Bibliotheca Hertziana - Max Planck Institute for Art History

Max­Planck­Research Magazine

Issue 2015

MaxPlanckResearch - 2/2015

Between Spotlight and Shadow
Caravaggio is one of the most influential artists of the Early Baroque. He is especially well known for his dramatic lighting effects. The technique he used to create these was something he guarded like a trade secret. As a result, legends surrounded the painter even during his lifetime. Sybille Ebert-Schifferer, Director at the Bibliotheca Hertziana in Rome, has taken on the task of demystifying Caravaggio’s image.
Issue 2013

MaxPlanckResearch 2/2013

Gateway to Hell or Portal to Paradise?
The gaping, terrifying jaws of hell in Rome’s Via Gregoriana: in Federico Zuccari’s day, the entryway led directly into the garden of the palazzo that the famous painter commissioned on Pincian Hill for himself and his family in the late 16th century. Long closed to the public, the palazzo was reopened at the beginning of the year and now serves as a portal to paradise for art historians and all who are interested in art history. Rising behind lofty heritage-protected walls and barely visible from the street, a compact yet finely wrought new building is home to a library containing almost 300,000 volumes and the photographic collection of the Bibliotheca Hertziana. Bequeathed to the Kaiser Wilhelm Society in the early 20th century by patron Henriette Hertz, the Bibliotheca Hertziana is celebrating its centennial this year as the Max Planck Institute for Art History. In addition to the Palazzo Zuccari, the centerpiece of the institute, the current premises also include the neighboring Palazzo Stroganoff and the Villino Stroganoff on the opposite side of the street. Following the opening of the spectacular new library building designed by Spanish architect Juan Navarro Baldeweg after more than ten years in construction, the institute library – the only one of its kind in the world – is once again open to the public and to researchers from around the globe. Five levels of tiered galleries are grouped around a trapezoidal inner courtyard, providing scholars with light-flooded working areas. In addition, the windows offer a generous view over the Eternal City: art historians thus have the object of their research directly before their eyes. A truly paradisiacal garden for academic pursuits.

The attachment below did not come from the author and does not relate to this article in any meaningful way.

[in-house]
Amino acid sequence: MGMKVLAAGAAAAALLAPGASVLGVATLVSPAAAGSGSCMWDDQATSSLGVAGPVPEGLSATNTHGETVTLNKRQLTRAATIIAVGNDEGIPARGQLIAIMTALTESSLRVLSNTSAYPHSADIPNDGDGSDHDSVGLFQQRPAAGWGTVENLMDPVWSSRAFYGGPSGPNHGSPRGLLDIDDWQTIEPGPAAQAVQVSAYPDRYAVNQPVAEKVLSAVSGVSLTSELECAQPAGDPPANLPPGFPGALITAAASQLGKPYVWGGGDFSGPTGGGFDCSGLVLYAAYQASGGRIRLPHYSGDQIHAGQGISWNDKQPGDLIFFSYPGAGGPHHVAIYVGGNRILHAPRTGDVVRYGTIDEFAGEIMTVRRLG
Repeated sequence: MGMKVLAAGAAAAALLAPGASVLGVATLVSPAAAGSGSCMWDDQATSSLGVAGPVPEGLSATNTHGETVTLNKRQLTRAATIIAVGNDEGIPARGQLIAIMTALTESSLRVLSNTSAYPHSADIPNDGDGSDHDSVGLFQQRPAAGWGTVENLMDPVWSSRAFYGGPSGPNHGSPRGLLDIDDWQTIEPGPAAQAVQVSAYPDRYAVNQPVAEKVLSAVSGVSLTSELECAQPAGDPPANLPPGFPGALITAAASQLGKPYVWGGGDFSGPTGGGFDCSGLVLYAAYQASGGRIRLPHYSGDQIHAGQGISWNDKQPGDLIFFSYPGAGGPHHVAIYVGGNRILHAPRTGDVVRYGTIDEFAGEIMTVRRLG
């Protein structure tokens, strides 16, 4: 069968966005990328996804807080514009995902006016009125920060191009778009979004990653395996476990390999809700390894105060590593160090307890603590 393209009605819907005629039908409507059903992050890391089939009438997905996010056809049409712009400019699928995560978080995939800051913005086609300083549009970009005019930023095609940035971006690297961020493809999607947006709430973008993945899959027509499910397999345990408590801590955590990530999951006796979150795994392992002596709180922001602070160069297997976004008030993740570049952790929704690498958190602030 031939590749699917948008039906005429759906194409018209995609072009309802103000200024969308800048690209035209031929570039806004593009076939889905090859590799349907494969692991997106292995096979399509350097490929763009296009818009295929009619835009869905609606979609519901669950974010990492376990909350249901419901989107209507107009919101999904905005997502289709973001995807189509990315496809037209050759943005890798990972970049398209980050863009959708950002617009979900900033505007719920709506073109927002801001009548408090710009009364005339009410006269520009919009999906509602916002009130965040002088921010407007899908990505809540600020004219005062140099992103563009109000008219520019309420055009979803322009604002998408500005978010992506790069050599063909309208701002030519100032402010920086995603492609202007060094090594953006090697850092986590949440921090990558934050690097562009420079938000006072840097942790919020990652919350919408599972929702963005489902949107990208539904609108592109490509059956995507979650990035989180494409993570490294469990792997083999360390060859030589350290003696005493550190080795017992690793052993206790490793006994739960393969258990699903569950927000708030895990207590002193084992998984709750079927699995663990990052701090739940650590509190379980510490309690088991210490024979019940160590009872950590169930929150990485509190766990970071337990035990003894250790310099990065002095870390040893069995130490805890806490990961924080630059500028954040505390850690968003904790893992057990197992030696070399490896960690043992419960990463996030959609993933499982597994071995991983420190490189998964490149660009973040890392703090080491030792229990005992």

Issue 2010

MPR 4 /2010

Palace of Arts
In the early years of the 20th century, artists, scientists and academics of all walks, united in their love for Italian art, gathered frequently at the Palazzo Zuccari. Hostess of this cultural salon was a German art lover and patron, Henriette Hertz. Her ideas still live on today at the Bibliotheca Hertziana, which she bequeathed to the Kaiser Wilhelm Society.
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